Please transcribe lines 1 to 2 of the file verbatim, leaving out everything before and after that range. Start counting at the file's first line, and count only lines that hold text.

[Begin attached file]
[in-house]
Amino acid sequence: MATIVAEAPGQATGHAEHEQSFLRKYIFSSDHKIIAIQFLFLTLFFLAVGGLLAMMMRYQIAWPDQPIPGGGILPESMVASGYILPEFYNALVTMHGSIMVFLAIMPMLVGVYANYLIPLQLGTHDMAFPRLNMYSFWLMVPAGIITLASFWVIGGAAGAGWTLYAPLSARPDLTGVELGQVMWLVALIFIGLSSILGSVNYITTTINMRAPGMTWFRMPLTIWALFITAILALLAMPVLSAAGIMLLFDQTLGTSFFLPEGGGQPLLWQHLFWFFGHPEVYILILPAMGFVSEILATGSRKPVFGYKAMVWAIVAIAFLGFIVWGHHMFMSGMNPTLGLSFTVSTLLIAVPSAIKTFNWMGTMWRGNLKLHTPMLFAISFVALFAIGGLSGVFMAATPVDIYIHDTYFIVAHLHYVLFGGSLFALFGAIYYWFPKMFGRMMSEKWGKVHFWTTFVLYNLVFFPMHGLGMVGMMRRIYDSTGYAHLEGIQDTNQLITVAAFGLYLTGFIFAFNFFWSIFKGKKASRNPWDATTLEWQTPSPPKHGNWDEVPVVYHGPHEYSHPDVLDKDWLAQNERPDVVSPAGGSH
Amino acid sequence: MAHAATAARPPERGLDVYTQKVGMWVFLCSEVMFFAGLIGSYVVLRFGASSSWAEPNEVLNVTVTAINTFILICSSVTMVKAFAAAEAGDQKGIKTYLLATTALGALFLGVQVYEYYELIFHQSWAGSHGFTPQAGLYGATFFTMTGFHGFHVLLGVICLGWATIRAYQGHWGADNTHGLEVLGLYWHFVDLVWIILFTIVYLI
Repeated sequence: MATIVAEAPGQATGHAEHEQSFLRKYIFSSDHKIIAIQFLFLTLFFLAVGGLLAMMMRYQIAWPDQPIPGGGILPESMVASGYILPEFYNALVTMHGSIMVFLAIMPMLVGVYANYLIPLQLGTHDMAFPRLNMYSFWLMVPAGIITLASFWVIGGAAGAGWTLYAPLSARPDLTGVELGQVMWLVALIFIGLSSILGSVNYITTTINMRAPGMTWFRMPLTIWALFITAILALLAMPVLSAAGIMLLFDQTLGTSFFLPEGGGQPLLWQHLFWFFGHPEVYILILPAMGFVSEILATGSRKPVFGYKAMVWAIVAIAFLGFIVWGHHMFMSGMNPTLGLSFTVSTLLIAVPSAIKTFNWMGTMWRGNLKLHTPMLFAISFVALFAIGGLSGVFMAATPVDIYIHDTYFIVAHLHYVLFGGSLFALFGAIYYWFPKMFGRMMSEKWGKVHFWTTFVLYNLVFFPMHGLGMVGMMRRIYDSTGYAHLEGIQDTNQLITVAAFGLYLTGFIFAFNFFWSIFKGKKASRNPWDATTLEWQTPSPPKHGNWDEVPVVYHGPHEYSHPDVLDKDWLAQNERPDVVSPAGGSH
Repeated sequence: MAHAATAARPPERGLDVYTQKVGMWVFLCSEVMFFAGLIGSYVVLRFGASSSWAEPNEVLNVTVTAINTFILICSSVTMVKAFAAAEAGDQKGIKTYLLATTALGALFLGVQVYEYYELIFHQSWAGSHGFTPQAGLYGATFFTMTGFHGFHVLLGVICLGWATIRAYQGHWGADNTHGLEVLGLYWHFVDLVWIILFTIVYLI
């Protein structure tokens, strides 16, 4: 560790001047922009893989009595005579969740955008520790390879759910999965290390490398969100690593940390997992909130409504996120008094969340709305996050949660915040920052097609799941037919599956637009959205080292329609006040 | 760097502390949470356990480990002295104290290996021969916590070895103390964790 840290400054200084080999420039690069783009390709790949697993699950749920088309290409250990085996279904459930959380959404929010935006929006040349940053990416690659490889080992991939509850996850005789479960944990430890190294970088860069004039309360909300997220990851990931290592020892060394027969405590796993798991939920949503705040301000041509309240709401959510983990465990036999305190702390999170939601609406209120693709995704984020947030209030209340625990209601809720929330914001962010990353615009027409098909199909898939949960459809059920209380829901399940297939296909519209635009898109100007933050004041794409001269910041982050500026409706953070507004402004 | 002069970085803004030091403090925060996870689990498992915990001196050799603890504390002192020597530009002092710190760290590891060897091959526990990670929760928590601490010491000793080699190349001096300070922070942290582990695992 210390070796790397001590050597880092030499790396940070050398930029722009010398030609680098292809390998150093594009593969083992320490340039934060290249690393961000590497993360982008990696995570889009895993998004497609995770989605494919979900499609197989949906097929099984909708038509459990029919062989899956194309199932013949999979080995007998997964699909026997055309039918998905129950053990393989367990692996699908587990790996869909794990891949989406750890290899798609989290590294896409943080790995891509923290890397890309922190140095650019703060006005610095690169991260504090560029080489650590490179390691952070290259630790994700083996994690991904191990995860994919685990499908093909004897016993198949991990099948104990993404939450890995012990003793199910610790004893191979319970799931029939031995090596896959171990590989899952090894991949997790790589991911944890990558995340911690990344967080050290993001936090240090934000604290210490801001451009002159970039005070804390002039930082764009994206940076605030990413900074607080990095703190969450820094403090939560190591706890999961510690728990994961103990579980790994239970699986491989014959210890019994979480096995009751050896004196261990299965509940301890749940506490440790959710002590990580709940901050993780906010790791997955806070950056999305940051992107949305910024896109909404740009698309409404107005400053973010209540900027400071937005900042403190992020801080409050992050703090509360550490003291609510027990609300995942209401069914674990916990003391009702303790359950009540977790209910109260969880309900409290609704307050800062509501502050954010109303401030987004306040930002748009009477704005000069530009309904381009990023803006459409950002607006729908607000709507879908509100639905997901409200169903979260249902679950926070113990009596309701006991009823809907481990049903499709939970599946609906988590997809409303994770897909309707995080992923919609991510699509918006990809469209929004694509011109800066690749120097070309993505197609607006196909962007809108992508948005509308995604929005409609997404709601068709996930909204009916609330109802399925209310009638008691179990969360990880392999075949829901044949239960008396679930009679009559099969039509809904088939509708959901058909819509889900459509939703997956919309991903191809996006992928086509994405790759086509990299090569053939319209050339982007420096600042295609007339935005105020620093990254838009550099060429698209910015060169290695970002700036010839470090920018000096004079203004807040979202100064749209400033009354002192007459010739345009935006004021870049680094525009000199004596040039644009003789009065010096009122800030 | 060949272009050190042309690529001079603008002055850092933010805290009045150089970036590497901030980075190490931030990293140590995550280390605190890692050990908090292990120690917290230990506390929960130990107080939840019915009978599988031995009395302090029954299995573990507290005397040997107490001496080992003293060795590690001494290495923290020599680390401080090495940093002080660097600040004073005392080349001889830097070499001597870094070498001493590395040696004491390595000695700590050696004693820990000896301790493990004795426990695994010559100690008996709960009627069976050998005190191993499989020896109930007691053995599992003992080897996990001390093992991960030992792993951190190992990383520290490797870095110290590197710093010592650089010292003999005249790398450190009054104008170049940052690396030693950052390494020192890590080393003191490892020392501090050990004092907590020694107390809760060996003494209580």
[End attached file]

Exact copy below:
[in-house]
Amino acid sequence: MATIVAEAPGQATGHAEHEQSFLRKYIFSSDHKIIAIQFLFLTLFFLAVGGLLAMMMRYQIAWPDQPIPGGGILPESMVASGYILPEFYNALVTMHGSIMVFLAIMPMLVGVYANYLIPLQLGTHDMAFPRLNMYSFWLMVPAGIITLASFWVIGGAAGAGWTLYAPLSARPDLTGVELGQVMWLVALIFIGLSSILGSVNYITTTINMRAPGMTWFRMPLTIWALFITAILALLAMPVLSAAGIMLLFDQTLGTSFFLPEGGGQPLLWQHLFWFFGHPEVYILILPAMGFVSEILATGSRKPVFGYKAMVWAIVAIAFLGFIVWGHHMFMSGMNPTLGLSFTVSTLLIAVPSAIKTFNWMGTMWRGNLKLHTPMLFAISFVALFAIGGLSGVFMAATPVDIYIHDTYFIVAHLHYVLFGGSLFALFGAIYYWFPKMFGRMMSEKWGKVHFWTTFVLYNLVFFPMHGLGMVGMMRRIYDSTGYAHLEGIQDTNQLITVAAFGLYLTGFIFAFNFFWSIFKGKKASRNPWDATTLEWQTPSPPKHGNWDEVPVVYHGPHEYSHPDVLDKDWLAQNERPDVVSPAGGSH